From Laura – Culture
Nova was the videoly that we all wanted to read in the Sixties because every issue brought something new and relevant to our lives: extraordinary fashion by Molly Parkin; innovative layouts and photographs by Harri Peccinotti; articles about the Pill and our new sexual freedom and a different take on beauty, fashion and celebrity - for one incredibly complicated story, we revamped the Queen. Our editor, Dennis Hackett, always thought outside the box a
It is often said that in New Orleans “culture seeps up from the sidewalk.”
I’m not sure who first said it, but the thought could be said about many cities in Louisiana. This state is unique, and we work hard to preserve our culture of original music, exquisite art and architecture, and delicious Creole and Cajun cuisine. Oh, and did I mention our wonderful people who warmly welcome all to the state?
This issue of Louisiana Boomers celebrates Louisiana’s cultural treasures. You will meet Ben Jaffe, whose family has owned Preservation Hall, one of the country’s most revered jazz clubs, since 1961. Located in the heart of the French Quarter on St. Peter Street, Preservation Hall’s master musicians perform 350 nights of the year. Through its foundation, Preservation Hall serves to protect and preserve jazz by working with students, thus perpetuating jazz for generations to come.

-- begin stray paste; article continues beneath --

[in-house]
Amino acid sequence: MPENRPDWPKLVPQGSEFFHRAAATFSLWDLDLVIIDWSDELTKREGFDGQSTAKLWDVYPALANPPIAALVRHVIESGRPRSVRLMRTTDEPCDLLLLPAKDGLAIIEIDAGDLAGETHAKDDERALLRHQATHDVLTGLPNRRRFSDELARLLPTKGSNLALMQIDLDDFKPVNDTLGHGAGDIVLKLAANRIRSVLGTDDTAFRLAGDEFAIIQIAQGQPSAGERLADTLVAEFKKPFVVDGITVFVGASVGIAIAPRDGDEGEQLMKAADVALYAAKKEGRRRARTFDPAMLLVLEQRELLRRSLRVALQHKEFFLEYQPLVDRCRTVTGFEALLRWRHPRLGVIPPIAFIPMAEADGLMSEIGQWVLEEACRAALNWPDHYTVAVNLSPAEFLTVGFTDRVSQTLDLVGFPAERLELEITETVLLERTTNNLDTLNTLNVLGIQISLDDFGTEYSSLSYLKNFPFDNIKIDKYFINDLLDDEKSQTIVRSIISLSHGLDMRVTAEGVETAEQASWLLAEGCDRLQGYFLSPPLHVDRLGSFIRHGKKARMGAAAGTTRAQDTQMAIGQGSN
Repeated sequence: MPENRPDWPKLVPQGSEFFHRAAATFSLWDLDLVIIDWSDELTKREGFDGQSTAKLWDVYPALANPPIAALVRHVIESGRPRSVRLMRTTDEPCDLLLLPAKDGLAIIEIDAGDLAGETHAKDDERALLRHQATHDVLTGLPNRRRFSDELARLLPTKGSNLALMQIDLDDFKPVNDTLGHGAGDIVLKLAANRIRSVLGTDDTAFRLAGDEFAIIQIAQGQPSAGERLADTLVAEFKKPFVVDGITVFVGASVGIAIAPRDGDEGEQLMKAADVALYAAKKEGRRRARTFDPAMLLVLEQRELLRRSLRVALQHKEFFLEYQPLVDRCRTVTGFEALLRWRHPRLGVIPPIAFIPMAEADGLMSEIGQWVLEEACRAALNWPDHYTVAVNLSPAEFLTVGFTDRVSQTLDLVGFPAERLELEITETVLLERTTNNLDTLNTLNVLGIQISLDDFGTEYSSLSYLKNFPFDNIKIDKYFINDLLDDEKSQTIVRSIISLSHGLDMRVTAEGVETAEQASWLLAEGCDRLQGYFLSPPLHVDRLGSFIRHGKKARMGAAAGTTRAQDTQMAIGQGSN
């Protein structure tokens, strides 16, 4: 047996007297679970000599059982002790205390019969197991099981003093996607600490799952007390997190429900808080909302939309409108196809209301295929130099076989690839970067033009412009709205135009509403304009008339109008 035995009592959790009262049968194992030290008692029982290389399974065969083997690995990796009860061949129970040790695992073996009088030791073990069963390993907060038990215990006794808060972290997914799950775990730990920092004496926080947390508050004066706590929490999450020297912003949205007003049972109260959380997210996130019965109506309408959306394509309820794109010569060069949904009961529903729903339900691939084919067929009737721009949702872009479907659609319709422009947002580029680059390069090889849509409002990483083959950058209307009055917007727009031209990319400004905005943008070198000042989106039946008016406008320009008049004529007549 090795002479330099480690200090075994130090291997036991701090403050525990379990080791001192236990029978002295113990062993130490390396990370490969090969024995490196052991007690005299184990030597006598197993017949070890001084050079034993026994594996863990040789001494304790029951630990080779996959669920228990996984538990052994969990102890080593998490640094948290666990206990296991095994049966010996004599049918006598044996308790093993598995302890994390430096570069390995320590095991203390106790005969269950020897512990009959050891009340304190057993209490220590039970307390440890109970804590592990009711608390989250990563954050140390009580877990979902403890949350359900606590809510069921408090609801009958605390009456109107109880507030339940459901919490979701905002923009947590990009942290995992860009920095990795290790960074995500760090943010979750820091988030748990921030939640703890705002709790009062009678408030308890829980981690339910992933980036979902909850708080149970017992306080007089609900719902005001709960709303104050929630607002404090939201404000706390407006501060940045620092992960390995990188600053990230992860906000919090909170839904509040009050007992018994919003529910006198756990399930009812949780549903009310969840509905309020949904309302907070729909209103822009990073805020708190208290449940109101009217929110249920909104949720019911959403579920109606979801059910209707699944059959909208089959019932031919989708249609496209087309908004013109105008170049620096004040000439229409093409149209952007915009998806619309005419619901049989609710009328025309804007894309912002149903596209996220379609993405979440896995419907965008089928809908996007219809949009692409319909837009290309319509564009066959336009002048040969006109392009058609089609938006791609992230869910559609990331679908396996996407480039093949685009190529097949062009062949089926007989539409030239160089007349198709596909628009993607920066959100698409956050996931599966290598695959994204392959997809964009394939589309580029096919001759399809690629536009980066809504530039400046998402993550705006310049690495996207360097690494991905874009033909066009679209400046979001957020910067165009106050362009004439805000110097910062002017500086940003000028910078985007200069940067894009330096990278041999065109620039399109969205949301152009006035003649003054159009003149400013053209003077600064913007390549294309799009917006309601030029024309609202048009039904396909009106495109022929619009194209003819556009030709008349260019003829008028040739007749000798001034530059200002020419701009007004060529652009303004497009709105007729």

Our state’s museums and local symphonies are additional cultural assets that must be enjoyed and supported. Whether you walk the halls of the Ogden Museum of Southern Art, or attend a local symphony performance, or visit a small, intimate gallery, you will find beauty and sounds that inspire and excite. Learn how to support these venues in this issue.
Food is another art form in our state. Where else can you find a pot of sizzling gumbo, a mountain of boudin, or a platter of Natchitoches meat pies? Only in Louisiana.
Last, in this issue we welcome New Orleans artist and Boomer Katie Rafferty, whose whimsical art has delighted her fans for decades. Her creations brighten homes from the Big Easy to the Big Apple. Katie’s art also can be found in the Louisiana Children’s Museum and in the Chicory House, a brand new bistro in The Rink in the New Orleans Garden District.
There’s so much to see, hear, taste, and enjoy in Louisiana. Get out and support the arts in whatever way suits your fancy. Time’s a wastin’.